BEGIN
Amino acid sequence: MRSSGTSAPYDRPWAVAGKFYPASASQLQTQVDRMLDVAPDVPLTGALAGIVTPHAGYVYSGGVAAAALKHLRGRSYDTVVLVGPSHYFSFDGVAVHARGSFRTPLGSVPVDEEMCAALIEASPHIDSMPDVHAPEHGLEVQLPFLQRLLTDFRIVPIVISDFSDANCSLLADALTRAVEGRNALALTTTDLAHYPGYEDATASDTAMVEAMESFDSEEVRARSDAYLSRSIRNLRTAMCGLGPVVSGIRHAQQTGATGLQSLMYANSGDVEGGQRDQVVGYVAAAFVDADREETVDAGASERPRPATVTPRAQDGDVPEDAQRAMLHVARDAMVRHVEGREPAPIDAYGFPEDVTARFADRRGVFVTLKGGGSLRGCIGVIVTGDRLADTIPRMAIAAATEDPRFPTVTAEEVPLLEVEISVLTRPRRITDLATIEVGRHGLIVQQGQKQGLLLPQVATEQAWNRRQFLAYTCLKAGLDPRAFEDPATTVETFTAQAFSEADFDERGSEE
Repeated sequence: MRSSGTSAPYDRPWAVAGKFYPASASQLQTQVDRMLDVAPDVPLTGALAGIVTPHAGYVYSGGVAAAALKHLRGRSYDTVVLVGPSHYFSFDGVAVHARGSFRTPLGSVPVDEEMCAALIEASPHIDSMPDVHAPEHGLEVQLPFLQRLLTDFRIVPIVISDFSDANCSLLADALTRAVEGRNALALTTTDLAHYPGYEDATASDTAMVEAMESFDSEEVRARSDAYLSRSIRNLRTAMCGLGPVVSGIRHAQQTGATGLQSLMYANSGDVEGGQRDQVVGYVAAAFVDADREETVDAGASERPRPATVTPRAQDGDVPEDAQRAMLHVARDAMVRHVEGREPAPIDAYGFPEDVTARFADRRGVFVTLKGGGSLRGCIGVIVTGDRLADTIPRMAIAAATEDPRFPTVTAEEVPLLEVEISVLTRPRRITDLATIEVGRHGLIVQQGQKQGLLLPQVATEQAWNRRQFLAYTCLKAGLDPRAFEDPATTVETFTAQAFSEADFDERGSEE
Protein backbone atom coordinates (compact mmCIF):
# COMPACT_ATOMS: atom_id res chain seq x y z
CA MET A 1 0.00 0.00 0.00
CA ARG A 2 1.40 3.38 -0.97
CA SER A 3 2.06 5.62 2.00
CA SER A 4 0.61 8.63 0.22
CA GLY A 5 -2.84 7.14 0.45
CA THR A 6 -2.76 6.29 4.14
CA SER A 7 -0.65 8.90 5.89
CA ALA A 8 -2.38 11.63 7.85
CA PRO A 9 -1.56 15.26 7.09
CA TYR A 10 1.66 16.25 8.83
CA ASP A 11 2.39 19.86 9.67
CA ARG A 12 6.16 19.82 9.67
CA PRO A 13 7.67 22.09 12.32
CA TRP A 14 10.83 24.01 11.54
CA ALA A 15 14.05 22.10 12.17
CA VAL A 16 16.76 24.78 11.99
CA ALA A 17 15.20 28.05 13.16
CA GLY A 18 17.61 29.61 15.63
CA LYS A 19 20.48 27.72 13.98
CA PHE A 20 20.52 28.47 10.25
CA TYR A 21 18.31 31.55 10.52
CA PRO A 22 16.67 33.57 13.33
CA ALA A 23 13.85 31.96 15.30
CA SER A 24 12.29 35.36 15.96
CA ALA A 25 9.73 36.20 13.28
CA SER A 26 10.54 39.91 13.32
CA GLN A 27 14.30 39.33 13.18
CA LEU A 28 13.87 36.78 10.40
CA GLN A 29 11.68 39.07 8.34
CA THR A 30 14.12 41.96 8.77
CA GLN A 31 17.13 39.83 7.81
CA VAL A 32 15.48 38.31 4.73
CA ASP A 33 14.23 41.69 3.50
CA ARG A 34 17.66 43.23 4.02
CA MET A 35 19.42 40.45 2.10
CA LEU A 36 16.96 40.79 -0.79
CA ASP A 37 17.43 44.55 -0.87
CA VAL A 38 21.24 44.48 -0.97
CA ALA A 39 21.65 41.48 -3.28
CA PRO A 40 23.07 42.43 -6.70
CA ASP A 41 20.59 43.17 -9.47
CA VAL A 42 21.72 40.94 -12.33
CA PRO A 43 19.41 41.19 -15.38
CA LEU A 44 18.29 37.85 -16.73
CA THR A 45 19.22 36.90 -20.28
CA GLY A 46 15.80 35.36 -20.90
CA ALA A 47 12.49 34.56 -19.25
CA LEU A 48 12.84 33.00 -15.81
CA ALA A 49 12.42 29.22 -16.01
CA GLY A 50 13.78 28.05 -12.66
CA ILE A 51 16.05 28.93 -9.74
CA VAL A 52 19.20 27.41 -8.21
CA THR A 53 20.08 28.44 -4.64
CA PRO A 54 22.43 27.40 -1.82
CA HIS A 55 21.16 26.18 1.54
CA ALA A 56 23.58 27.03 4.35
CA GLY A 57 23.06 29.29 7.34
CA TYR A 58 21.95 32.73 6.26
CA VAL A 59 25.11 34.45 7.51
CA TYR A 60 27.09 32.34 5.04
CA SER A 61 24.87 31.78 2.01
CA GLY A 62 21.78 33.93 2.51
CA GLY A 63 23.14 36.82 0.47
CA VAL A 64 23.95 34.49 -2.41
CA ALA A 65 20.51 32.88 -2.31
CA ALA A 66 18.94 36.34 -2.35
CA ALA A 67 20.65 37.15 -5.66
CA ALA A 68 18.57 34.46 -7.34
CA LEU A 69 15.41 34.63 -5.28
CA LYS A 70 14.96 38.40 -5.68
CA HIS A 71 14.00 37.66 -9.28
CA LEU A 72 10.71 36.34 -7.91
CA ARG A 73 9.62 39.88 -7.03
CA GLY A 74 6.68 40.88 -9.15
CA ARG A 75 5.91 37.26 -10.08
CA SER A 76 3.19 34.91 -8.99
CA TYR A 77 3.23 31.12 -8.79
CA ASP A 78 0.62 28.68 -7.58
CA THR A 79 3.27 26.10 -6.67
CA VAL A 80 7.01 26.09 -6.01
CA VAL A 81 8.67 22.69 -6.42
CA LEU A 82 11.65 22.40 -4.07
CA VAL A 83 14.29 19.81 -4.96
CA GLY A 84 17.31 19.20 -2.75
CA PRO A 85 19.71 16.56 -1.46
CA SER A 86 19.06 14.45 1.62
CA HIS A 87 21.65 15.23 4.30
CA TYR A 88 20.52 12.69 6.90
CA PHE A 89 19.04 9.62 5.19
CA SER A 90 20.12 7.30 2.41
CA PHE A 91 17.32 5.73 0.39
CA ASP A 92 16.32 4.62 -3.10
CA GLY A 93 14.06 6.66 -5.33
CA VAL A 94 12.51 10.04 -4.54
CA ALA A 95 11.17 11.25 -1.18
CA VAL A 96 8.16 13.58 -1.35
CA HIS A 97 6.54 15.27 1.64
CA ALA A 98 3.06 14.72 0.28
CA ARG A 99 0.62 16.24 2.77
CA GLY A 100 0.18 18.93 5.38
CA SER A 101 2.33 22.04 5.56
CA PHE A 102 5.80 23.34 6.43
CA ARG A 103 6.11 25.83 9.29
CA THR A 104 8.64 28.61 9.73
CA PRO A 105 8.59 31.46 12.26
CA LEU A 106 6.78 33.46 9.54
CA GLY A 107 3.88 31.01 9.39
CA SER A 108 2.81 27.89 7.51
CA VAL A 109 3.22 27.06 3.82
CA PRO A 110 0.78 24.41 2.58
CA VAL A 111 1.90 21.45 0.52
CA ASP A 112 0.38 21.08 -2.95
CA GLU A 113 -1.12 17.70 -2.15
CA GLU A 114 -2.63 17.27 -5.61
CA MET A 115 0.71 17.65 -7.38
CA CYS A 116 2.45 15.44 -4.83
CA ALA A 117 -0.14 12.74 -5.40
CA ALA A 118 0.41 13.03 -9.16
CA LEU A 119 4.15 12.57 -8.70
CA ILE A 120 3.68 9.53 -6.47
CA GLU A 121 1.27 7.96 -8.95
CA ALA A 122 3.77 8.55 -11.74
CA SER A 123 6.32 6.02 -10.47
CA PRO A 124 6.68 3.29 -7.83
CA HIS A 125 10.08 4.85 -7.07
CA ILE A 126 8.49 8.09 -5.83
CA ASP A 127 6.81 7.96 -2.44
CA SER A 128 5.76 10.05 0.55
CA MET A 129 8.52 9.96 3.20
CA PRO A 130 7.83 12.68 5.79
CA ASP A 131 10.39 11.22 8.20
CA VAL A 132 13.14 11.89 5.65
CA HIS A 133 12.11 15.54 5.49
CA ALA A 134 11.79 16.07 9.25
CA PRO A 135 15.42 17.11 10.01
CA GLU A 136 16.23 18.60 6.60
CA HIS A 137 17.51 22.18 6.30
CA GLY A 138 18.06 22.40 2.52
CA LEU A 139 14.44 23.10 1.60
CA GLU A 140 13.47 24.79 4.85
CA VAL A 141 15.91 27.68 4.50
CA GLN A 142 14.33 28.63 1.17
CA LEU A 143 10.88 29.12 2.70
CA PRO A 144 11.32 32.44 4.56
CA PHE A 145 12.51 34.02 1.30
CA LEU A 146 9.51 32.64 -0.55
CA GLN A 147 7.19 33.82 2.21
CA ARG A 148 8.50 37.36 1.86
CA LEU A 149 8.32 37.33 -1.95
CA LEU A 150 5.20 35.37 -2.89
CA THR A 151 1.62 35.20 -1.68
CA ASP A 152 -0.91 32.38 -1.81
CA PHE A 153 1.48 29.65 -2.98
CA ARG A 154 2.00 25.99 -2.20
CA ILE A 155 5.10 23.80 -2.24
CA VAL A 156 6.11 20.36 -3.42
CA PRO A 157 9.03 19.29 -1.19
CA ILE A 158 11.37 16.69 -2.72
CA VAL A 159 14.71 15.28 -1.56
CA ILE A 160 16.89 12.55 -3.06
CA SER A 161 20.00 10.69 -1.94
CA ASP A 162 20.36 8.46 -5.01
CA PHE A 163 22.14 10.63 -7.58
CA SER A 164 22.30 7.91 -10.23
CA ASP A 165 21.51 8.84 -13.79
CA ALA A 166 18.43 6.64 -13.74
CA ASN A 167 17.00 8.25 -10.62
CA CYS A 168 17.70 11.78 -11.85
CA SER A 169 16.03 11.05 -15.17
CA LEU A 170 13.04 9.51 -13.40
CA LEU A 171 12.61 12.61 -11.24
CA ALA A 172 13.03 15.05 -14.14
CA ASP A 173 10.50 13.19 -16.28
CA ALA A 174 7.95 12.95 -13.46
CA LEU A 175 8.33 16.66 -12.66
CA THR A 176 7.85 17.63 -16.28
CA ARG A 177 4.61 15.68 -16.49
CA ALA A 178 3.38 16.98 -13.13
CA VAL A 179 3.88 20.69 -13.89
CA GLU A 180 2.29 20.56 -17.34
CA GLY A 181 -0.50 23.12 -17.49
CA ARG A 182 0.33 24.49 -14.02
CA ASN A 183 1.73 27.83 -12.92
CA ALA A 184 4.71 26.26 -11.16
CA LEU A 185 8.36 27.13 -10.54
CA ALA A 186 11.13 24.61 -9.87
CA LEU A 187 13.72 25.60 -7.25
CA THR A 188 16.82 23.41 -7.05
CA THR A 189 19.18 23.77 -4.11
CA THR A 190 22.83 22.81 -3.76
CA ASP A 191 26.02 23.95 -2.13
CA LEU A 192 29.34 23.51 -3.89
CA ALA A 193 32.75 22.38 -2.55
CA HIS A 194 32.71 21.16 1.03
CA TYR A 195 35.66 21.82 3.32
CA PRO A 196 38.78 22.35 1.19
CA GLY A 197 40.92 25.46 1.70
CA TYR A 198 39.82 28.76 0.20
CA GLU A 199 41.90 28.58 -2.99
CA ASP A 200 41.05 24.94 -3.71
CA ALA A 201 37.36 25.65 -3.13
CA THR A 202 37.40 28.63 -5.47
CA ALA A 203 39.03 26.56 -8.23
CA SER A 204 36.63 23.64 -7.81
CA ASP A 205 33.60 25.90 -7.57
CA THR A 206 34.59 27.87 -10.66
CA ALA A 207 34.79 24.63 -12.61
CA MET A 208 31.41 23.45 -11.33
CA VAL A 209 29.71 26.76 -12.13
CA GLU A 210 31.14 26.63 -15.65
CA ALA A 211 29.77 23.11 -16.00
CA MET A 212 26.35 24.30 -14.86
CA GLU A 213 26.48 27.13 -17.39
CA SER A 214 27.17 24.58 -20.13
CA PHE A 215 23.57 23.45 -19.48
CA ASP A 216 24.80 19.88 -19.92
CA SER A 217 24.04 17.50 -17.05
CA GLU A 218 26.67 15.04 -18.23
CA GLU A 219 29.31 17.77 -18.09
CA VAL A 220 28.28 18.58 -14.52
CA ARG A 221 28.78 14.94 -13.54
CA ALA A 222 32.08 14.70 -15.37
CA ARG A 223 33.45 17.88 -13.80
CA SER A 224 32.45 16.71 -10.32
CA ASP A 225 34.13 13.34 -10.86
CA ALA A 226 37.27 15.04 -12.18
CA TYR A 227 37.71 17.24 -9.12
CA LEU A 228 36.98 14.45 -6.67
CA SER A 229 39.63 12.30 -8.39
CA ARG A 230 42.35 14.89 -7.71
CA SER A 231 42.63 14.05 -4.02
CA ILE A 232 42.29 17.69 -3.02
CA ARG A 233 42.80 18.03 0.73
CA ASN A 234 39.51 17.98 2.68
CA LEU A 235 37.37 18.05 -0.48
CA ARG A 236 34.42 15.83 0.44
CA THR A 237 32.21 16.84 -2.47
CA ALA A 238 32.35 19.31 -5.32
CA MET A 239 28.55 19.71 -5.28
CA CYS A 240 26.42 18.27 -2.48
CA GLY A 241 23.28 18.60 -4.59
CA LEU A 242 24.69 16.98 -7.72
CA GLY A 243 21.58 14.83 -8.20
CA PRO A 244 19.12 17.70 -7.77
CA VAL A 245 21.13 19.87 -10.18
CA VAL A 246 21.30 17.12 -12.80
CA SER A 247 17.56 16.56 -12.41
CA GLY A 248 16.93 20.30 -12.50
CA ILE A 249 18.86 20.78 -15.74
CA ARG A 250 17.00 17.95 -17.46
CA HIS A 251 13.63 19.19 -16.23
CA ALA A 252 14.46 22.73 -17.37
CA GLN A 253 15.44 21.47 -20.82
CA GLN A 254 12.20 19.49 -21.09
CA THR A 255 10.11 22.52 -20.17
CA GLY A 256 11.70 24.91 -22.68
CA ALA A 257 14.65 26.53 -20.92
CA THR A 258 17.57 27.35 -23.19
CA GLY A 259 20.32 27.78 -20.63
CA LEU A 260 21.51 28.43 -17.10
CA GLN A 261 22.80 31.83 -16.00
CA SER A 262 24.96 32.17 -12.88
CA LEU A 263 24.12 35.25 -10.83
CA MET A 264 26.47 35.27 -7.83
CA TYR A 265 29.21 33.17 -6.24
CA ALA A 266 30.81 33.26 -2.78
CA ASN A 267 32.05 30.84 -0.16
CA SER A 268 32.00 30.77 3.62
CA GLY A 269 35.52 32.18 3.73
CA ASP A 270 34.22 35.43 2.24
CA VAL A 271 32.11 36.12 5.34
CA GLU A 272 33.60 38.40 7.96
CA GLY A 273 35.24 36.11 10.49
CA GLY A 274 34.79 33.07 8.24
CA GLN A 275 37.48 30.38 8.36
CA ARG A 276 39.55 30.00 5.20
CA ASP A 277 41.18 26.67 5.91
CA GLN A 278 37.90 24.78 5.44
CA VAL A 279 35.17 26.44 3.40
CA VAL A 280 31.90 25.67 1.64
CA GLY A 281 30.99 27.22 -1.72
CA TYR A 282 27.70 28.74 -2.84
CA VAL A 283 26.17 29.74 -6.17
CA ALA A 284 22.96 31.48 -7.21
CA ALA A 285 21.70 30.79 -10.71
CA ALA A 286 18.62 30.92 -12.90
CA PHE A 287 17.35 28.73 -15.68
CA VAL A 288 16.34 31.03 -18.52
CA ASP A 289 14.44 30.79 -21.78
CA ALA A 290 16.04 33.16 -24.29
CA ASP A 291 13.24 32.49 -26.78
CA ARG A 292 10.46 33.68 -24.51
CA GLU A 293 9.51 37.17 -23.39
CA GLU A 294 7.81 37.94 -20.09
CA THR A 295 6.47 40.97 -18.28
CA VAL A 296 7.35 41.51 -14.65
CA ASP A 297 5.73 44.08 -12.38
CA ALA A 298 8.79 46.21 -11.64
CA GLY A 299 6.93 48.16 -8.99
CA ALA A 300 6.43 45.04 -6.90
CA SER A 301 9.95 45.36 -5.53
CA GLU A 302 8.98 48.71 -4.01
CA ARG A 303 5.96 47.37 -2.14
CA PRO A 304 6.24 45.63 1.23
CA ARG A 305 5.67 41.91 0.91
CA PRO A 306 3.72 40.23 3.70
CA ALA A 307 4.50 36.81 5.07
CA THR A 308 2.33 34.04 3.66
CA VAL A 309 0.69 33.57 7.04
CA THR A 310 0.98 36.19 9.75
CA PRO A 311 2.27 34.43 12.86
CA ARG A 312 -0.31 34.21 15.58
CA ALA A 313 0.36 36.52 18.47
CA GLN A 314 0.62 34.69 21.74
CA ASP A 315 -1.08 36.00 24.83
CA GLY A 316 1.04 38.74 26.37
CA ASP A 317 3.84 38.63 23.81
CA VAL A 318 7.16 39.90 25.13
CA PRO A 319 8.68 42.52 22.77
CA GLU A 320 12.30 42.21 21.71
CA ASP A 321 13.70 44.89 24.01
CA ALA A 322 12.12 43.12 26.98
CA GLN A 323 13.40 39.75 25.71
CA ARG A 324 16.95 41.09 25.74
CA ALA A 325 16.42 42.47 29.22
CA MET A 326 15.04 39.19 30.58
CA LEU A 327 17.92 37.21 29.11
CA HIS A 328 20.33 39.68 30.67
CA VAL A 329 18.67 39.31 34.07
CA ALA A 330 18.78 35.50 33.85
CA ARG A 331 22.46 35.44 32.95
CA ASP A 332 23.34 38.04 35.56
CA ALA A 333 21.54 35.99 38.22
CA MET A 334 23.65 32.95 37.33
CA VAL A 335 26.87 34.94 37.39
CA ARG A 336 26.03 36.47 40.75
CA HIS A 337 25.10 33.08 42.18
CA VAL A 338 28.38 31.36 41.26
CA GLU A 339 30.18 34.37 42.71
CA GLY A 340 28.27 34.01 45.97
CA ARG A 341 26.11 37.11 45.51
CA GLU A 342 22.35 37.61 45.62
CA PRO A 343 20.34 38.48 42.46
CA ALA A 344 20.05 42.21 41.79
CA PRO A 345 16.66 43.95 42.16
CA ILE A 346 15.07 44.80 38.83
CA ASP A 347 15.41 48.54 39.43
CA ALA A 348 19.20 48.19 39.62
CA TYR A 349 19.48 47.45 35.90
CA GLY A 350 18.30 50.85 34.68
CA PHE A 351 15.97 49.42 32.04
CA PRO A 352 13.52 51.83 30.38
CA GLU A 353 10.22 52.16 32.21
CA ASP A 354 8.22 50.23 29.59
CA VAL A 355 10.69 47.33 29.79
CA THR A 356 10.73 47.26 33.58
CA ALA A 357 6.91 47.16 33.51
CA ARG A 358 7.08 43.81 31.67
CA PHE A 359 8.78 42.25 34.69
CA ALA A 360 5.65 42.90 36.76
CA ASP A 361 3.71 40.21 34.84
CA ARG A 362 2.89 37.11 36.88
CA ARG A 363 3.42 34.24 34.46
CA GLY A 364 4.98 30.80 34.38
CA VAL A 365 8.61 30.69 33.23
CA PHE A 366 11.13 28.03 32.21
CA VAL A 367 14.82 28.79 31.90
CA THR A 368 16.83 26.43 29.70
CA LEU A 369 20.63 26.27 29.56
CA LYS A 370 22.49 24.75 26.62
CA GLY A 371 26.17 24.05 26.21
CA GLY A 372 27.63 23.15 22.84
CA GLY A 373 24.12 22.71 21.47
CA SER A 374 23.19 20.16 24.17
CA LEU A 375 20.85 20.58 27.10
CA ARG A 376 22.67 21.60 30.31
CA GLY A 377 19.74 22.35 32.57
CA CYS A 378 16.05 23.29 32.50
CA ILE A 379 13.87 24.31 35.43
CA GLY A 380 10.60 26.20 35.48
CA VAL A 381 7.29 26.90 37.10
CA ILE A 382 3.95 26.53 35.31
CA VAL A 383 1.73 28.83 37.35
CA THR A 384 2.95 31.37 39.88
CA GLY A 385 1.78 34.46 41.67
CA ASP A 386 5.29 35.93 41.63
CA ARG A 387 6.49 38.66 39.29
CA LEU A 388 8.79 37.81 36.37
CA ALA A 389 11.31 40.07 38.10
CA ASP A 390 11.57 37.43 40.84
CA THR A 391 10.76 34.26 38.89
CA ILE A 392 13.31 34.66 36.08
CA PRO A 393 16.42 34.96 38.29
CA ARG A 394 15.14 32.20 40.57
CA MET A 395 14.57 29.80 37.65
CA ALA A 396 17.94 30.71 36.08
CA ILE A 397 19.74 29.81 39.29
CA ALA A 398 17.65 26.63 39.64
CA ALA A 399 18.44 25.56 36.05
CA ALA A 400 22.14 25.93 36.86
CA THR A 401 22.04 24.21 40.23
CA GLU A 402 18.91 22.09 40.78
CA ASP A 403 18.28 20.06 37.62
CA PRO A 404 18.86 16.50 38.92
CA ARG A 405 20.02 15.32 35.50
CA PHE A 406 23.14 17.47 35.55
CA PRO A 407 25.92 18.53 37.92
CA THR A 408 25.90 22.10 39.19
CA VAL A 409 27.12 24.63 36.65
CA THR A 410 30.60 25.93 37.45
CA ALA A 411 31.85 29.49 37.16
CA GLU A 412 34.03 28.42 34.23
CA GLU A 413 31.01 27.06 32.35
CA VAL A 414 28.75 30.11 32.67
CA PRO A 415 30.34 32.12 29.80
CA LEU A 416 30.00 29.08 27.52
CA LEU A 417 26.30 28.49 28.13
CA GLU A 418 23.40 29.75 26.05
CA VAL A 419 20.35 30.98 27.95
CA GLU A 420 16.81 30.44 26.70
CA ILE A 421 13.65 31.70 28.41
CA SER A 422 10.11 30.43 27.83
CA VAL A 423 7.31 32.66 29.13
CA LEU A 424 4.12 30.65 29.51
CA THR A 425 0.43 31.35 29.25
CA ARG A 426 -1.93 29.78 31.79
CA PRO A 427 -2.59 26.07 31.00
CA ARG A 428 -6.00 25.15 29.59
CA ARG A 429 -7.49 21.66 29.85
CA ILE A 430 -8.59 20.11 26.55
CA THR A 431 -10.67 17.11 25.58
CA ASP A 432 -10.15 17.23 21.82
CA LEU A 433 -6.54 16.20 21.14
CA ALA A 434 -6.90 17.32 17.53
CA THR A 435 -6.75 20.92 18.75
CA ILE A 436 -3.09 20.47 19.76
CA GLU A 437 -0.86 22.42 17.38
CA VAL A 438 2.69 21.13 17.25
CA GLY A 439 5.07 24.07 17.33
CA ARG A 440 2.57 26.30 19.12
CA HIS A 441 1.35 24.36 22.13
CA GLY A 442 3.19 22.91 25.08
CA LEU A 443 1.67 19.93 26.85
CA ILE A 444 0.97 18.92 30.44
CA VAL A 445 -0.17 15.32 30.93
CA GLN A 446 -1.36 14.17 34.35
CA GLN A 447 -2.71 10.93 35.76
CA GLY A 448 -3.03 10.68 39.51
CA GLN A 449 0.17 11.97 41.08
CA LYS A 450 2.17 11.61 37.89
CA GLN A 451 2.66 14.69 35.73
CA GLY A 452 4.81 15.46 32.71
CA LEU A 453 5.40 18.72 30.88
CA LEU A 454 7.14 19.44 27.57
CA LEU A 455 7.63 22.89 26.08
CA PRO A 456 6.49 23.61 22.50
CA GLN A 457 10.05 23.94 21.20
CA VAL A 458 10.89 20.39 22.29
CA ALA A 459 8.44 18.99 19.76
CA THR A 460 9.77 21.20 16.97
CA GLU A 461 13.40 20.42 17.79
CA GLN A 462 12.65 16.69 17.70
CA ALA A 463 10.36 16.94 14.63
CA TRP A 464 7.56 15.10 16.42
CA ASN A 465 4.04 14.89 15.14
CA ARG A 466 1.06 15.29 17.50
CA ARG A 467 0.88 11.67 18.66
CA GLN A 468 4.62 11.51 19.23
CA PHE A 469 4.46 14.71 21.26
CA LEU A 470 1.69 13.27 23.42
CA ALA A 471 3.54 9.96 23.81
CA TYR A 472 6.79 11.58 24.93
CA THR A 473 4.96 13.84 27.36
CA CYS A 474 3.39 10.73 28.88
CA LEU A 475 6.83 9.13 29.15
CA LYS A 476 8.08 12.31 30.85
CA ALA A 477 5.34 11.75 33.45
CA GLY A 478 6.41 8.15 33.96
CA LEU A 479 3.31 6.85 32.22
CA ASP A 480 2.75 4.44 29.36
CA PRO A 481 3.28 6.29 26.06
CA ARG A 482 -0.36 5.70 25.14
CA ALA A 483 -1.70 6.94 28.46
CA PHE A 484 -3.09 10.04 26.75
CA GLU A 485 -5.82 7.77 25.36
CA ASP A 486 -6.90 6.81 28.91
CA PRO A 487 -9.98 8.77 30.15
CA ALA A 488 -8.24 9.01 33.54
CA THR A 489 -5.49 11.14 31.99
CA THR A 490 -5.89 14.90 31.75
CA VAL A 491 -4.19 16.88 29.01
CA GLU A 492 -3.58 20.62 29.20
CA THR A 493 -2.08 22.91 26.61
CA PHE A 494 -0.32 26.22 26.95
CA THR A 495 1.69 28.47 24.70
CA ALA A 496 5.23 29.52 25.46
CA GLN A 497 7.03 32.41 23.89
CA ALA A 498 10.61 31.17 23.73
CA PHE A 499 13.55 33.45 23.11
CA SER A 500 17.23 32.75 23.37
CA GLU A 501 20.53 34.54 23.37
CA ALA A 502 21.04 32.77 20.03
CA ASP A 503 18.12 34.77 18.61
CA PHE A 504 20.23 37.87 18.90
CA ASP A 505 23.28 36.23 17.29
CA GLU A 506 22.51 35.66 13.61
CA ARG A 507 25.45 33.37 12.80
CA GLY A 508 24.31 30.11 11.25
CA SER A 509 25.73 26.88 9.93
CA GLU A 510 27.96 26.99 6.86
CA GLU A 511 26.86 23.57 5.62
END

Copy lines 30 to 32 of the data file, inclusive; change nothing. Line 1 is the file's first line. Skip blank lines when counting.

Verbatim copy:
CA SER A 26 10.54 39.91 13.32
CA GLN A 27 14.30 39.33 13.18
CA LEU A 28 13.87 36.78 10.40